Dying Boy Logan Stevenson Shares in Parents' Wedding Day

VIDEO:Two-year-old Logan Stevenson served as best man at his parents wedding.
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A Pennsylvania couple tied the knot this weekend after having only one week to prepare for their wedding to ensure their 2-year-old son, who is dying from a rare disease, would be present to share in the experience.

Doctors told Christine Swidorsky and Sean Stevenson that Logan, their little boy, only had weeks to live.

The couple had been planning to get married next year, but once they got the dire news from the doctor, they decided to move up the wedding, which took place Saturday in Jeannette, Pa., a suburb of Pittsburgh.

They had the 12-minute ceremony in the backyard of their home.

Logan wore a pin-striped suit as he was carried by Swidorsky.

"This is our dream come true," said Swidorsky, the Pittsburgh Post-Gazette reported Saturday.

Sean Stevenson thanked friends and family who donated food and helped out with wedding arrangements so the family could spend much of the day together.

"It means the world to me. It means the world to me. We're just blessed every day that he's here with us," he said.

Logan was born with a rare blood disorder called Fanconi's anemia, which keeps cells from repairing damaged DNA and can lead to certain cancers.

"We knew about that but always had it in back of our minds that we've just got to get over this next hump no matter what it was," Stevenson said earlier in the week.

Even though Logan was born a month early and had difficulty eating, Stevenson said he was a normal baby for the first year of his life.

A few months after his first birthday, however, Logan was diagnosed with acute myeloid leukemia, which is uncommon in people younger than 45, according to the American Cancer Society.

Logan underwent chemotherapy and a cord blood transplant, and went into remission for nine months.

"As time went by, we started noticing Logan was doing really good." Stevenson said. "It kind of seemed like our family was getting back to some kind of normalcy."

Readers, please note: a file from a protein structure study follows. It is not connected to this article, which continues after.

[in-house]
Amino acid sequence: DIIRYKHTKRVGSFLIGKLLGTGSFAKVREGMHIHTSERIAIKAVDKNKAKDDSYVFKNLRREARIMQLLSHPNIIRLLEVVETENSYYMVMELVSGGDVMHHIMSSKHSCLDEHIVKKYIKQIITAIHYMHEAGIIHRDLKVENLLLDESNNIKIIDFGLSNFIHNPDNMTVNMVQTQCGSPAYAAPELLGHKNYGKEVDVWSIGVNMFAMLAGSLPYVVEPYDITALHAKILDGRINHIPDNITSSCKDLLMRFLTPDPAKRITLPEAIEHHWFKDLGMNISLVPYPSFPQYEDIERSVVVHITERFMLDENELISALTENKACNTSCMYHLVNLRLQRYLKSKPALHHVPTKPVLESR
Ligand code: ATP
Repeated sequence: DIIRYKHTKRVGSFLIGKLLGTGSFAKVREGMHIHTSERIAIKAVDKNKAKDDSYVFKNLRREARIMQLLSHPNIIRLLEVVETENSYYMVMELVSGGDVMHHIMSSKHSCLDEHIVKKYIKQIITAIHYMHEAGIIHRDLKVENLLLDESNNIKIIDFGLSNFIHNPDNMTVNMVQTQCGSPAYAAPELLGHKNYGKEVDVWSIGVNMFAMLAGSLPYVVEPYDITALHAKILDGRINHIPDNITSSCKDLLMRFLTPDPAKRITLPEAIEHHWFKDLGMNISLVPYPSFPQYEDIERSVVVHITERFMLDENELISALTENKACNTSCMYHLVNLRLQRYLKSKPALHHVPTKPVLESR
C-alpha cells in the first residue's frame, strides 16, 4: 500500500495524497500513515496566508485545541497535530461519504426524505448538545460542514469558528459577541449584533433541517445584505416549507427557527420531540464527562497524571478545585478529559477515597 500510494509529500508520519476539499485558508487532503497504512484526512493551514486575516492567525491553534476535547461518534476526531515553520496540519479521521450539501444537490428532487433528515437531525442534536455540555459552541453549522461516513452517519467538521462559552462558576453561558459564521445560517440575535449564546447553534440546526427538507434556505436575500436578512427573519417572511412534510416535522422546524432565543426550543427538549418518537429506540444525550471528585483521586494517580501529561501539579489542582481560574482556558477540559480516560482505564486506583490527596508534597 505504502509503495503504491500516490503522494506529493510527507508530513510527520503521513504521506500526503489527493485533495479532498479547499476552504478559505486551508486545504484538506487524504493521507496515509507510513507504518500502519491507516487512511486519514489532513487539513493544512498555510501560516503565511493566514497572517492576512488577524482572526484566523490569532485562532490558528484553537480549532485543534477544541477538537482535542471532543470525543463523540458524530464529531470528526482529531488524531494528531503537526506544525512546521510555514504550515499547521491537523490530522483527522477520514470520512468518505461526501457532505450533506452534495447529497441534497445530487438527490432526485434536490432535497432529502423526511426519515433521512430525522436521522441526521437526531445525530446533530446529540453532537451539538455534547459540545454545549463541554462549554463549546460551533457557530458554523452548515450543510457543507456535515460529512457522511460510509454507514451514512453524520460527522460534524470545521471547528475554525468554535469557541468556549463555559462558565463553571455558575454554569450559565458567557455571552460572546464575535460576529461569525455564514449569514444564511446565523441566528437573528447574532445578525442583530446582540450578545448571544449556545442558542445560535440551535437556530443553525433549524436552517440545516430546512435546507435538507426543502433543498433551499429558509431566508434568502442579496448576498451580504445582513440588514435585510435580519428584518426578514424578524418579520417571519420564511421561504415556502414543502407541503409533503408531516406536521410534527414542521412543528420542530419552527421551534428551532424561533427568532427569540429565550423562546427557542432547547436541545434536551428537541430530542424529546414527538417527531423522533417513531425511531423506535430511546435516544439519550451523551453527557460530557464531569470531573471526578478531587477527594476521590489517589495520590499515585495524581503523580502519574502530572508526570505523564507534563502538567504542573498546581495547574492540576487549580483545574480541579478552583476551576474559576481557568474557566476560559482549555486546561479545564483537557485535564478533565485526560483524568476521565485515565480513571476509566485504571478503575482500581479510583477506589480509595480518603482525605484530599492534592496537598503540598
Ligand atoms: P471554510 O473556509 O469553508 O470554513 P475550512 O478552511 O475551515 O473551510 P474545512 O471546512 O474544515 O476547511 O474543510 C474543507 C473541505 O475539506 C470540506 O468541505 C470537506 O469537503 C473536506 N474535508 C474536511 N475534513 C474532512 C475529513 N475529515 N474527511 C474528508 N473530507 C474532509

But it didn't last. Swidorsky noticed Logan was acting strange, Stevenson said. He lifted his left arm a lot as if he were stretching, but she sensed there was something wrong with her son. They soon learned he had a tumor the size of an orange on his left kidney.

Doctors removed the tumor and the kidney, leaving Logan with a right kidney that was smaller than normal and didn't function properly, which is common in Fanconi's anemia patients. Further therapy to shrink the tumor wasn't possible, Stevenson said.

That was when doctors advised the family to make memories while they still could. They called the Make-a-Wish Foundation and set up a trip to Disney World (Disney World and ABC News are both owned by the Walt Disney Co.). On the second morning of their trip, Logan's grandmother woke Swidorsky and Stevenson.

"There's something wrong with Logan," she said.

Stevenson saw that Logan was lethargic and his eyes rolled toward the back of his head.

After stays at two hospitals in Florida, where doctors told the family that Logan was dehydrated and in septic shock, Logan was returned to Pittsburgh Children's Hospital on a medical flight. After spending almost three weeks on a ventilator, he woke up.

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